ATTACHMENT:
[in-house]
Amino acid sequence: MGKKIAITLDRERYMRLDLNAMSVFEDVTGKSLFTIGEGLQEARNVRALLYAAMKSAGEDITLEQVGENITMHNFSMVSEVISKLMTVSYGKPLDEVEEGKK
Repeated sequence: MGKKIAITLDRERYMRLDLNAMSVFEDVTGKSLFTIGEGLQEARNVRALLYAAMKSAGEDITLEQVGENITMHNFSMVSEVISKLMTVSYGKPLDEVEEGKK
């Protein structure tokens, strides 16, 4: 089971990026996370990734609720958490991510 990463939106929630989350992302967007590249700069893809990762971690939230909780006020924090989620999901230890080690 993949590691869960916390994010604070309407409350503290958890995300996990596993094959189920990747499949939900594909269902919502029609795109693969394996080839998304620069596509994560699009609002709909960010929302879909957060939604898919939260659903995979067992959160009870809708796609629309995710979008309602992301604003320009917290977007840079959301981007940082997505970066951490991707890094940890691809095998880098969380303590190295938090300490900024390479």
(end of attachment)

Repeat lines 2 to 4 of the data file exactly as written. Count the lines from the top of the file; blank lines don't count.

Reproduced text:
Amino acid sequence: MGKKIAITLDRERYMRLDLNAMSVFEDVTGKSLFTIGEGLQEARNVRALLYAAMKSAGEDITLEQVGENITMHNFSMVSEVISKLMTVSYGKPLDEVEEGKK
Repeated sequence: MGKKIAITLDRERYMRLDLNAMSVFEDVTGKSLFTIGEGLQEARNVRALLYAAMKSAGEDITLEQVGENITMHNFSMVSEVISKLMTVSYGKPLDEVEEGKK
């Protein structure tokens, strides 16, 4: 089971990026996370990734609720958490991510 990463939106929630989350992302967007590249700069893809990762971690939230909780006020924090989620999901230890080690 993949590691869960916390994010604070309407409350503290958890995300996990596993094959189920990747499949939900594909269902919502029609795109693969394996080839998304620069596509994560699009609002709909960010929302879909957060939604898919939260659903995979067992959160009870809708796609629309995710979008309602992301604003320009917290977007840079959301981007940082997505970066951490991707890094940890691809095998880098969380303590190295938090300490900024390479």